So we left as the Jurchens conquer the Song capital of Kaifeng, empty the city of all its valuables, butcher most of the population, taking around 100,000 people as slaves. Among them the whole imperial family, 5,000 people in all, plus all their servants. The wives, mothers, sisters and daughters of the emperor and all the nobility were taken as wives, concubines, or put to work as whores in the Jurchen official brothel. Those who made it alive to the Jurchen homeland, that is. Many died on their way.
Once the Jurchen destroyed the city of Kaifeng, they grabbed one Song minister, Zhang Bangchang, gave him some of the imperial regalia they had grabbed from the Song palace, and put him as emperor of the Great Chu. Zhang was supposed to set a court at Nanjing and rule as the puppet of the Jurchens, who annexed all land north of the Yellow River, but left most Chinese territory to this puppet court. The Jurchens had no intention of ruling China at all. They had invaded to punish the Song court for its treachery and to extract some booty to share between the Jurchen generals. They achieved those goals, and then some. Setting a government in China and finding a way to rule the peasants sounded like a lot of trouble, trouble the Jurchens weren’t interested in taking at all. The destruction of the Song Dynasty had also erased all public order in north China. Gangs of bandits roamed the countryside, killing landlords, public officials, Jurchen detachments and anything they could find. The Jurchen had enough men to destroy any Chinese army but it most certainly didn’t have the manpower to police the whole empire. So they were happy to leave that job to that wimp Song minister, and go back home to enjoy screwing the myriad imperial princesses they had kidnapped from Kaifeng.
Mr. Zhang wasn’t thrilled about this arrangement. Usurping the throne is the worst crime a Chinese minister can commit. It’s tantamount to death by one thousand slices together with one’s whole family. But what could he do? The entire imperial clan, thousands of men, had been taken prisoner by the Jurchens. Or not. There were rumors of a single imperial prince who was free, and had raised an army of 10,000 somewhere in the north. Prince Kang.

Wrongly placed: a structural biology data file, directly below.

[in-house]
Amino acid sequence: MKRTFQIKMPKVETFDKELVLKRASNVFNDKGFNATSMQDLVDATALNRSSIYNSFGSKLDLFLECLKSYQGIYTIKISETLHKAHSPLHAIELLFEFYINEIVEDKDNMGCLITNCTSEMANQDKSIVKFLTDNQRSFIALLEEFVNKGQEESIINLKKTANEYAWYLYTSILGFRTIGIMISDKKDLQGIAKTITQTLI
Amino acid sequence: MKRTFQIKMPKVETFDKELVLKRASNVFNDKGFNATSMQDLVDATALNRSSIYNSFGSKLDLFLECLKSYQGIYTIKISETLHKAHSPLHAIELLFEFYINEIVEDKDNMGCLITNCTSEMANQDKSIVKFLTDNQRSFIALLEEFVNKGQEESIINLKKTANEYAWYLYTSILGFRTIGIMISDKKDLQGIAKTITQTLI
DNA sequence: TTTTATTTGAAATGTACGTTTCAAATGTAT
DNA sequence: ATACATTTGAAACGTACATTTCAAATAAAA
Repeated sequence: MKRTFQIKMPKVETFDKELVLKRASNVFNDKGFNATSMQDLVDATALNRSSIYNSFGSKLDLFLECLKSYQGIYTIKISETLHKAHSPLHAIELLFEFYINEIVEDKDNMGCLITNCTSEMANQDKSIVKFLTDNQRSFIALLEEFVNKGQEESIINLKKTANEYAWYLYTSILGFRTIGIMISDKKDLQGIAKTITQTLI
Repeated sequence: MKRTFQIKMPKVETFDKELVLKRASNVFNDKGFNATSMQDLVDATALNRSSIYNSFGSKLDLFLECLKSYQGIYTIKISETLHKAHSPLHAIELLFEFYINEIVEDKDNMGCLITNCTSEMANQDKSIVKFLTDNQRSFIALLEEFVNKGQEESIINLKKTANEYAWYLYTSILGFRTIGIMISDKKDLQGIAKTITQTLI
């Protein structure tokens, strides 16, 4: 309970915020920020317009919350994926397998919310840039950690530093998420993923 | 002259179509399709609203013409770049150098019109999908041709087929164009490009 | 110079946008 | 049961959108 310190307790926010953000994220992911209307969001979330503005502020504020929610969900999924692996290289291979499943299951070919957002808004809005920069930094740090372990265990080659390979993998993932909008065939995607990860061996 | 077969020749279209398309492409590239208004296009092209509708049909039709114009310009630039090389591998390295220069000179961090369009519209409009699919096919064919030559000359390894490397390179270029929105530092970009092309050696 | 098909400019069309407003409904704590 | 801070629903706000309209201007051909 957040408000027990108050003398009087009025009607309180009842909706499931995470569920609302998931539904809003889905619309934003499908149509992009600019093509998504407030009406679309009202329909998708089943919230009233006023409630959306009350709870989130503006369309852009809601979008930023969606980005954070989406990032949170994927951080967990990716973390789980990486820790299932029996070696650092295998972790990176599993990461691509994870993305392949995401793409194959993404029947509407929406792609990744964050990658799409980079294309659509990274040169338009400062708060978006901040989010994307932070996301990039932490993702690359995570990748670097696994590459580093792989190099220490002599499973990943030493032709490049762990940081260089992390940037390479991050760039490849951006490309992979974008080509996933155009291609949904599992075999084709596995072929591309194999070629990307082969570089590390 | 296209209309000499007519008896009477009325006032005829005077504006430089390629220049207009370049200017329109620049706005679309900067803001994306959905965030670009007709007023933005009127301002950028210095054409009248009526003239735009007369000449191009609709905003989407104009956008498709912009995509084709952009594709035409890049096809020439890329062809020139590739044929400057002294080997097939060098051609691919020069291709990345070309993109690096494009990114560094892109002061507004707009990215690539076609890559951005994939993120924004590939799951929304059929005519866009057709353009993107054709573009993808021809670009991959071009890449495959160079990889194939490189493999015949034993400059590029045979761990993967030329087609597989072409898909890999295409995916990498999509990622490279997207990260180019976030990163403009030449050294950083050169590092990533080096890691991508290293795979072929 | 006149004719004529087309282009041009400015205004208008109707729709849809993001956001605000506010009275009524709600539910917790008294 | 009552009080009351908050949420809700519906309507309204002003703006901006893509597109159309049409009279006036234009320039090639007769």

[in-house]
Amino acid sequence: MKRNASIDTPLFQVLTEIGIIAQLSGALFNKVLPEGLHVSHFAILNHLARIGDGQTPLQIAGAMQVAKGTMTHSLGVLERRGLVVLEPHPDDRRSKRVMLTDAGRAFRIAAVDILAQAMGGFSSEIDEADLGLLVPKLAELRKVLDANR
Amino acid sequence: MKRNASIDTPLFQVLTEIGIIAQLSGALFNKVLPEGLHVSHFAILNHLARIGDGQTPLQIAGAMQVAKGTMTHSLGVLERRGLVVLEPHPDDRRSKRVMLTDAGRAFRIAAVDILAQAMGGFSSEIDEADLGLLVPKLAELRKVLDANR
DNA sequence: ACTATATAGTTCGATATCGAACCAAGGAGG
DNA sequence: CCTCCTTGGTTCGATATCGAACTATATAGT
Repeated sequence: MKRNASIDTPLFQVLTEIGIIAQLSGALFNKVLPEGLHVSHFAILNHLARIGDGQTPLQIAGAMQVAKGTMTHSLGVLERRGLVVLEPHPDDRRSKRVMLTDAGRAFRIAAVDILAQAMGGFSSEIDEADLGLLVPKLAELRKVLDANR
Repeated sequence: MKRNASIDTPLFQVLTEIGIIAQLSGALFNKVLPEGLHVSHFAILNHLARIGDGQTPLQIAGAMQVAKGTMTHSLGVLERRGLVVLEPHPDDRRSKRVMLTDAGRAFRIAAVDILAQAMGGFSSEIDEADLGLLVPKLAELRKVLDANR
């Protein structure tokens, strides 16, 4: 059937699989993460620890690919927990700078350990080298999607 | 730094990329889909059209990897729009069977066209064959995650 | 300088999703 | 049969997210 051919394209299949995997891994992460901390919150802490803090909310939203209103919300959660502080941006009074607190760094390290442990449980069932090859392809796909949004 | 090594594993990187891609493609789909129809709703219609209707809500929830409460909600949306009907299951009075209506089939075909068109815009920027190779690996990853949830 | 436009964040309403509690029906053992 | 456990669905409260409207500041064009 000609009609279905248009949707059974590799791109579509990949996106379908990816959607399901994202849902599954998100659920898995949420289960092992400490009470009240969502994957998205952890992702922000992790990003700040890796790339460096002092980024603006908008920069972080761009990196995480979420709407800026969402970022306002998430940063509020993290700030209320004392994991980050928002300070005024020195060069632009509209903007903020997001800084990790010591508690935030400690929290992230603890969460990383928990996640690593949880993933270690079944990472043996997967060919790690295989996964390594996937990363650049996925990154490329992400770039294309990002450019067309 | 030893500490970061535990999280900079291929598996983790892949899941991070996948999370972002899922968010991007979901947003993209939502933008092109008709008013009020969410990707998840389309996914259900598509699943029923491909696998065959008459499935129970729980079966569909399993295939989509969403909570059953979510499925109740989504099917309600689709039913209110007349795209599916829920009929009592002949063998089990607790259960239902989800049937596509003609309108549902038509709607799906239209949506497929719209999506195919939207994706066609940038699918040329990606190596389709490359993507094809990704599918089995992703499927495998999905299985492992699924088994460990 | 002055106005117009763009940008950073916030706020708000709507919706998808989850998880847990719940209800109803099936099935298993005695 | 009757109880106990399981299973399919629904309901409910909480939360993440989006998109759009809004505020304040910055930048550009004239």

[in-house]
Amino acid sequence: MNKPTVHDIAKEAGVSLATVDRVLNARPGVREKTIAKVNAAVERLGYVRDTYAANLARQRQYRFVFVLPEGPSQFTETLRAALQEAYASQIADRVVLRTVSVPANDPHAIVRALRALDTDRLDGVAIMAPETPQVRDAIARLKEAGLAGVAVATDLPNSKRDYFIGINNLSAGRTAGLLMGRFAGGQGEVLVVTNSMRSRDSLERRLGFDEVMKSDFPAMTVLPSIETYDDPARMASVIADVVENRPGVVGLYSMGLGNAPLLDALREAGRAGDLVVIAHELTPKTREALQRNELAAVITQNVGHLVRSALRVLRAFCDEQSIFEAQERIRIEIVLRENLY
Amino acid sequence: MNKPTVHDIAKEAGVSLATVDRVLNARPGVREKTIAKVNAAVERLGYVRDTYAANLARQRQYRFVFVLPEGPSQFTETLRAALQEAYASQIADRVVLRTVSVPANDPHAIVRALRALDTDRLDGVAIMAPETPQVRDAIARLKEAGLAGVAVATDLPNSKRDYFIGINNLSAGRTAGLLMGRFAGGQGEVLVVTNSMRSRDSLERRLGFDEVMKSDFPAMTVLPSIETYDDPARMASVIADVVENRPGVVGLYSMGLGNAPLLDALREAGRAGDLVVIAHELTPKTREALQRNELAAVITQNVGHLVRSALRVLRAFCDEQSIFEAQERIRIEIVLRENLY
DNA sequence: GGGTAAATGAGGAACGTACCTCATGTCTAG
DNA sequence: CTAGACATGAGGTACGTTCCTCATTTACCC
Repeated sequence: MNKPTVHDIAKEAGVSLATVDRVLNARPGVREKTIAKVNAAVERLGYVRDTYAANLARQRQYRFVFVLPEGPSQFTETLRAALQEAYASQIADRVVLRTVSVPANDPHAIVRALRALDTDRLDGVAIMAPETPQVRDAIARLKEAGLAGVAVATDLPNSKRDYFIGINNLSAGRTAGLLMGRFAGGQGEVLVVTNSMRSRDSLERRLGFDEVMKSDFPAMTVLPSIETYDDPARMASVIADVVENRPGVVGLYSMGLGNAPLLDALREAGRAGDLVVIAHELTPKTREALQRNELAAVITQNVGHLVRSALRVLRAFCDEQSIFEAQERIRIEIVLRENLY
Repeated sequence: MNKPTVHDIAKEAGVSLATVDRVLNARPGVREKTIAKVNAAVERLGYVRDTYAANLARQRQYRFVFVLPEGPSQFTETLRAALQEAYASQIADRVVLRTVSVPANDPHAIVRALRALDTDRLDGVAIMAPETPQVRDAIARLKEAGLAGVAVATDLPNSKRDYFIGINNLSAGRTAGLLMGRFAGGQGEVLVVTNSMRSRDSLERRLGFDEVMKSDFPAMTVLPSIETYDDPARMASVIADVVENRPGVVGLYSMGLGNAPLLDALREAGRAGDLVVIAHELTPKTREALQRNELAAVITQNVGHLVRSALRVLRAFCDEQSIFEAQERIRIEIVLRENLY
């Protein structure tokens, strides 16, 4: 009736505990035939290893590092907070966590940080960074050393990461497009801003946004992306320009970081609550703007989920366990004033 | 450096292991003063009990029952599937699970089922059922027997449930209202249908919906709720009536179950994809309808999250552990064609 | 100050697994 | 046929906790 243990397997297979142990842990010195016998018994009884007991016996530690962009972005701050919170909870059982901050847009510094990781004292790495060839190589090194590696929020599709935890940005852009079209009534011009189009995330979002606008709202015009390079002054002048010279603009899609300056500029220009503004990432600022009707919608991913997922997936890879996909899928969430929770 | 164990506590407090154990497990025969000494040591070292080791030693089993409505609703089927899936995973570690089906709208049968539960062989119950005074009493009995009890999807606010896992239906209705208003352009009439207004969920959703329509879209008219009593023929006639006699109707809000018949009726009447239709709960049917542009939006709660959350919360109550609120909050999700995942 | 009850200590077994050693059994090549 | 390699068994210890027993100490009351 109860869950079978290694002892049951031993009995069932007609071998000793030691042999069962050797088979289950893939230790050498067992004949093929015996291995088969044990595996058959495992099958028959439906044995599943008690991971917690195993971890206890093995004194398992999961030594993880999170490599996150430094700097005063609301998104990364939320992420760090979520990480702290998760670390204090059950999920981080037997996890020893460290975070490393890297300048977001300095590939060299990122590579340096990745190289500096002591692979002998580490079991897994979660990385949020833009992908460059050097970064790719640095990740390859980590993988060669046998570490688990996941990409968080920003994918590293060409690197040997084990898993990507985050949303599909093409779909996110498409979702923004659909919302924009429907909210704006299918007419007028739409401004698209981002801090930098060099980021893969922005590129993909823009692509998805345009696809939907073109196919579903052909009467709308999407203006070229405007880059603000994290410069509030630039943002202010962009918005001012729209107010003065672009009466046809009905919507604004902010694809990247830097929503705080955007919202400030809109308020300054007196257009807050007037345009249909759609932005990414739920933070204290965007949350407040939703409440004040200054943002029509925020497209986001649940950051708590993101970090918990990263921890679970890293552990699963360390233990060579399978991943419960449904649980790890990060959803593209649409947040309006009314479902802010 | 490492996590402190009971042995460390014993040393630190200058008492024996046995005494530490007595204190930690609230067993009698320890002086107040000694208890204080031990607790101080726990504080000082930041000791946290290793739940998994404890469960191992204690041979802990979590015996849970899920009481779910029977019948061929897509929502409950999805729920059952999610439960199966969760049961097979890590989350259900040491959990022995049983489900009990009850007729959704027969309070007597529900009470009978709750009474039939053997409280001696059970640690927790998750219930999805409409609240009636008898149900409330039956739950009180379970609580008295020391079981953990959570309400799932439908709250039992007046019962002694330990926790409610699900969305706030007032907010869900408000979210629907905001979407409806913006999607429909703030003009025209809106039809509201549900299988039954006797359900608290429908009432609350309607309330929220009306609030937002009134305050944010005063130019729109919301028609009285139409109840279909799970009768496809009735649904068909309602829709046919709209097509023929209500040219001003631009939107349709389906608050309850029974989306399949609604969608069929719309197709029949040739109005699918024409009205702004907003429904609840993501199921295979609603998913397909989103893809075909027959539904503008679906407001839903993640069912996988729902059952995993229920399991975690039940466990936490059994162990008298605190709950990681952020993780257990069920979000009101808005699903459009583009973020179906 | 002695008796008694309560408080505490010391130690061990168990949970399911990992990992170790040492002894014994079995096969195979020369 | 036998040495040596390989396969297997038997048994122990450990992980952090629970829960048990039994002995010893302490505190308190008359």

Huizong, our artist emperor, had had 143 wives, who had produced 38 sons and 34 daughters. Huizong didn’t know them all. If Dunbar is right he barely even knew most of his women. The thing with polygamy, that some overzealous manosphere bros tend to forget, is that in traditional society sex was only allowed inside marriage. If an emperor wanted to have sex with a woman, he had to made her his concubine and take care of her for life. That means giving her proper status as the woman of that man. You can’t just find her some smelly apartment in a project and give her 500 bucks alimony every month. The concubine of an emperor had to be treated as an imperial princess, and that didn’t come cheap.
Prince Kang was one of the 38 sons of Huizong. In 1127, when the Jurchens invaded, he was 20 years old. He was the only child of his mother, who Huizong apparently slept with once or twice and never bother seeing again. Prince Kang though was a talented kid, tall, strong and good at the classics. But his father never met his mother, meaning his father never got to know him. The only way most Chinese emperors got to know their sons was when imperial concubines gave their pitch after having sex. “You know our son? He can write 100 letters already!” If your mother was out of favor, a prince didn’t really exist. Of course he had his income as an imperial prince, and all the perks that entitled. Prince Kang at 20 years old had 4 wives, 1 son and 5 daughters.